Congressmen King continually says there is a lack of cooperation from Muslim communities, without giving numbers or specifying what cooperation entails. Although 79% of American mosques engage in inter-faith work, and 44% are reported to be involved in social justice endeavors, mosques and Muslims aren’t doing enough. Even when Muslims turn in an FBI informant who tried to stir-up support for a terrorist plot, they still aren’t cooperating!?!? It seems clear to me that “cooperation” for Mr. King means for Muslims to denounce their faith and say, “the Quran demands that we all watch baseball, eat apple pie, and praise America as a savior of global democracy.” 


Here is an extra for your reading enjoyment: The 6 dumbest things said at the Peter King Hearings:


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Hey kids, shooting Arabs is FUN!!!

Everyone loves vacation getaways: relaxation, beaches, shopping, and of course KILLING ARABS. You didn’t read the last activity incorrectly. Gush Etzion in Israel has become a popular tourist spot in which tourists are given the “opportunity” to shoot at “Arab terrorists” in simulated scenarios. Kids of all ages are welcome. In fact, the younger the better. No person is too young to know that the only good Arab is a dead one! What’s more fun than killing sub-human Arab and Muslim terrorists? 

Okay, queue and end to sarcasm. This “tourist” attraction is absolutely appalling. It promotes hatred and reinforces a perceived human hierarchy that places Arabs and Muslims near the bottom of the totem pole. Don’t worry though, these kinds of “attractions” don’t promote as much hate in young girl’s hearts as do tweets made by One Direction member Zayn Malik (sorry, I guess I didn’t really queue an end to the sarcasm)! How are you pro-peace if you are pro teaching little children how to fire guns at a perceived other? Absolutely despicable.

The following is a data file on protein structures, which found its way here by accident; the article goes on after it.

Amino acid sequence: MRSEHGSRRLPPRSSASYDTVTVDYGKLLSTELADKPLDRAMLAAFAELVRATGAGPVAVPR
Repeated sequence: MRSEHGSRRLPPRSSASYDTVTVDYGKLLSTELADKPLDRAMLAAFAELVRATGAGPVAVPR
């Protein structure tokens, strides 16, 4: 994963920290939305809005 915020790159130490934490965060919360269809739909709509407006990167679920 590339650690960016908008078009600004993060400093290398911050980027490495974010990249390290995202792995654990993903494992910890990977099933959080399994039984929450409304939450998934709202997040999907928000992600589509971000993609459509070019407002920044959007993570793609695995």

They should know where they come from (Photo: Alex Kolomoisky)

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You’re a terrorist – That’s what makes you beautiful?

Apparently, listening to the boy-band “One Direction” makes you an American-hating jihadi terrorist.The worst part is, according to lunatic Debbie Schlussel, is that American teenage girls are being subconsciously recruited to become terrorists by  seemingly innocent, but (to the trained, psychotic eye) obviously anti-Western tweets by Muslim member of One Direction, Zayn Malik. Malik has had tweets wishing Muslims a Happy Ramadan and an easy fast. To people like Schlussel, Pamela Geller, and Robert Spencer those tweets actually mean: “Death to America, Allahu Akbar!” I can’t believe people actually take this woman seriously. At the end of the day though, this is a fun article to laugh at. I feel bad posting links to Schlussel’s page on this blog, but sit back and enjoy the paranoid racism that is somehow ignorantly hilarious. I never listened to this boy-band much before, but I am going to blast their songs in my car. Someone call the FBI, this must be subliminal terrorist recruitment!


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Hey kids, Arabs suck! Don’t you ever forget.

Some proponents of conservative federal austerity measures (i.e. Ron Paul, Gary Johnson) have proposed that a good way to reduce the national debt, is to cut the department of education. Education would be handed to states or private companies. After reading about recent happenings in Philadelphia and Texas, this seems like a horrible idea. 

Earlier this year, the Texas State Board of Education made headlines by trying to eliminate key American historical figures who were often viewed as skeptics of religion from textbooks (goodbye Thomas Jefferson, Ben Franklin,and Thomas Paine). The Texas State Board of Education is back in the news for further trying to elevate Christianity over all other ideologies while simultaneously degrading other non-Christian movements. This is exemplified by attempts to omit violent acts committed by Christians during the crusades while emphasizing violent events in Islamic history. Furthermore, the books also blame Arabs and Muslims (presented as essentially interchangeable terms) for the violence in the Mid-East peace process. The aim of these moves is to embed Pro-Israel and Anti-Muslim sentiments through lies in the mind of young children. 

If these are the steps made to reform education, I fear the hate, ignorance, and intolerance that will be planted in the minds of future American generations.